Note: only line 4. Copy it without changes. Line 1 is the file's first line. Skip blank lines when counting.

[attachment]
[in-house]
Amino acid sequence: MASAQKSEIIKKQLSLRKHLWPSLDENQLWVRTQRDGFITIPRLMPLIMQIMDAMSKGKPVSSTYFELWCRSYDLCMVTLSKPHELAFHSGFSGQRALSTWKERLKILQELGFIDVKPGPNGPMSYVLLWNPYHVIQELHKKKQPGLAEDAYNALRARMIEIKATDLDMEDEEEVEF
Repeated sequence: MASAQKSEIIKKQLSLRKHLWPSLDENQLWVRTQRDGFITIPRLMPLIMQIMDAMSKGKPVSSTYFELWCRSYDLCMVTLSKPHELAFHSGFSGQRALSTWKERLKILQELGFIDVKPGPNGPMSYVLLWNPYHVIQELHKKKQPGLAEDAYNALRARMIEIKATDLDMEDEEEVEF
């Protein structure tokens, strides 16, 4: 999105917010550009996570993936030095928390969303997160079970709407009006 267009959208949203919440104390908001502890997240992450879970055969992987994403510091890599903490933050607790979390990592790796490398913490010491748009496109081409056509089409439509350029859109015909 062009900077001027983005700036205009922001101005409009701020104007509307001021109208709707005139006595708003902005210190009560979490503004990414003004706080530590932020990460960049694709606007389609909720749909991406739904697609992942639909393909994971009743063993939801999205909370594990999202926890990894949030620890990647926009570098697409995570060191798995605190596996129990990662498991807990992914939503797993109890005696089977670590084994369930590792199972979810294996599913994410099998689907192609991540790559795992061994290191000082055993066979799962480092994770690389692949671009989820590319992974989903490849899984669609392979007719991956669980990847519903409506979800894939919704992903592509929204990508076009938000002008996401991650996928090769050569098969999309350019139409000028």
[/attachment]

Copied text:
């Protein structure tokens, strides 16, 4: 999105917010550009996570993936030095928390969303997160079970709407009006 267009959208949203919440104390908001502890997240992450879970055969992987994403510091890599903490933050607790979390990592790796490398913490010491748009496109081409056509089409439509350029859109015909 062009900077001027983005700036205009922001101005409009701020104007509307001021109208709707005139006595708003902005210190009560979490503004990414003004706080530590932020990460960049694709606007389609909720749909991406739904697609992942639909393909994971009743063993939801999205909370594990999202926890990894949030620890990647926009570098697409995570060191798995605190596996129990990662498991807990992914939503797993109890005696089977670590084994369930590792199972979810294996599913994410099998689907192609991540790559795992061994290191000082055993066979799962480092994770690389692949671009989820590319992974989903490849899984669609392979007719991956669980990847519903409506979800894939919704992903592509929204990508076009938000002008996401991650996928090769050569098969999309350019139409000028």